An introduction to containers

I've had some people ask me what containers are so here it goes. A good way to think of software containers is with the metaphor of shipping containers. Shipping containers have standardized sizes and allow the transportation of goods without the unloading and reloading of their cargo. This allows ports and shipping hubs around the world to build infrastructure that works with these standardized containers.

Containers are a way of encapsulating a program and its dependencies so that it can be deployed in a consistent way across multiple machines. Operating-system-level virtualization is the technique used to achieve this. This is opposed to hardware virtualization in the form of Hypervisors or Virtual Machine Monitors (VMMs). A brief comparison between OS-level virtualization and hardware virtualization follows.

Hardware virtualization allows for fully virtualized servers to run on the same physical hardware. This is the technique used on cloud platforms such as Amazon's EC2 service. Each virtual machine (VM) runs in a simulated environment on the host hardware. The environment is simulated because access to physical system resources (e.g. CPU, Memory, Disk Storage) is managed by the Hypervisor or VMM.

Hardware virtualization

VMs are used because they provide the ability to run many servers on one physical server. In addition, VMs provide isolation and can be moved between different host systems. However, VMs are very big in size and slow to start up. This is where OS-level virtualization comes in.

OS-level virtualization allows the kernel of an operating system to support multiple isolated user space instances. Each instance (or container) is isolated from other instances. This is akin to the chroot mechanism available on Unix systems where each instance has its own root directory for all its processes and child processes.

OS-level virtualization

The above diagram presents a graphical representation of OS-level virtualization. Unlike with hardware virtualization, there is only one OS. The OS virtualization layer provides an abstraction of the OS that the containers interact with.

This means there is little overhead in starting a container as there is no need to simulate an OS. There is one limitation of this though as all containers have to run the same kernel and OS. It is not possible to run a Windows container on a Linux host OS for example but it is possible to run a different Linux distribution to the host Linux OS.

Docker, a project that was first released in 2013, 'is an open platform for developing, shipping and running applications'[1]. It provides automation of OS-level virtualization on Linux using kernel namespaces and cgroups to isolate containers whilst running within a single Linux host. Each container has its own network stack, process space and instance of file system.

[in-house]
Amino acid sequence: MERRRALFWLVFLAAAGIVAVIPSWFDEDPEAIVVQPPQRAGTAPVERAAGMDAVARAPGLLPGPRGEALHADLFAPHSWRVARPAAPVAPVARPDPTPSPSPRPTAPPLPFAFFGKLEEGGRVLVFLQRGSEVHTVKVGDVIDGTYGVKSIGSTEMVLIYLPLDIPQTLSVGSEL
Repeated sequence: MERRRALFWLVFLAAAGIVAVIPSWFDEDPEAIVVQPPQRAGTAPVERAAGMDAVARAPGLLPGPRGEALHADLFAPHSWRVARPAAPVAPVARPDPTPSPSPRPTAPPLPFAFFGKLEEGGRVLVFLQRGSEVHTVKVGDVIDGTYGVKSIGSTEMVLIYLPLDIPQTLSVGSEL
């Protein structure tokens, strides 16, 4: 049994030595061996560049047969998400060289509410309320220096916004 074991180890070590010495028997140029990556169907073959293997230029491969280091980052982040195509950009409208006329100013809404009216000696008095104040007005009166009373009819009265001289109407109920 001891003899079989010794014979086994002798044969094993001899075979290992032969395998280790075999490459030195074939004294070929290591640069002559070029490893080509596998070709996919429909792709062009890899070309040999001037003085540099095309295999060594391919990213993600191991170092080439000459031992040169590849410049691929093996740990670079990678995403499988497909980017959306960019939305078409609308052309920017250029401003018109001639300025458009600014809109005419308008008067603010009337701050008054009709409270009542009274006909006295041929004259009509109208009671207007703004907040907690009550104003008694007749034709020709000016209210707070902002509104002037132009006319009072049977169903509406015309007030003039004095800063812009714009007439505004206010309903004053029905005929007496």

How Docker works

The diagram above shows how Docker works on a high level. Docker is an engine that runs on top of the Linux kernel's virtualization features. Before libcontainer, Docker used to access the kernel through libvirt (management tool for hardware virtualization), LXC (containment features for Linux kernel) and systemd (system and session manager for Linux).

Docker now uses libcontainer to access the Linux kernel. Libcontainer is a key part of Docker. It is an open-source project that companies like Microsoft, Google and Red Hat contribute to.

Docker is not the only container option for Linux. However, it has exploded onto the scene due to its support from cloud providers and also due to the tools that have been developed around the Docker ecosystem. Docker provides tools to get applications into Docker containers and also has a platform for distributing and sharing containers, Docker Hub.

Finally, a key feature of Docker that isn't present in many other container tools is layered filesystem images (AUFS). This allows container images to be built that rely on other container images thus reducing space usage and simplifying filesystem management. This allows many containers to share the same base images. This is very useful when multiple containers rely on the same base image.

Since containers use OS-level virtualization, they are lightweight and quick to start and stop; much faster than using hypervisor-based VMs. This is one reason as to why containers have grown in popularity recently, along with microservices.


  1. What is Docker? https://docs.docker.com/introduction/understanding-docker/ ↩︎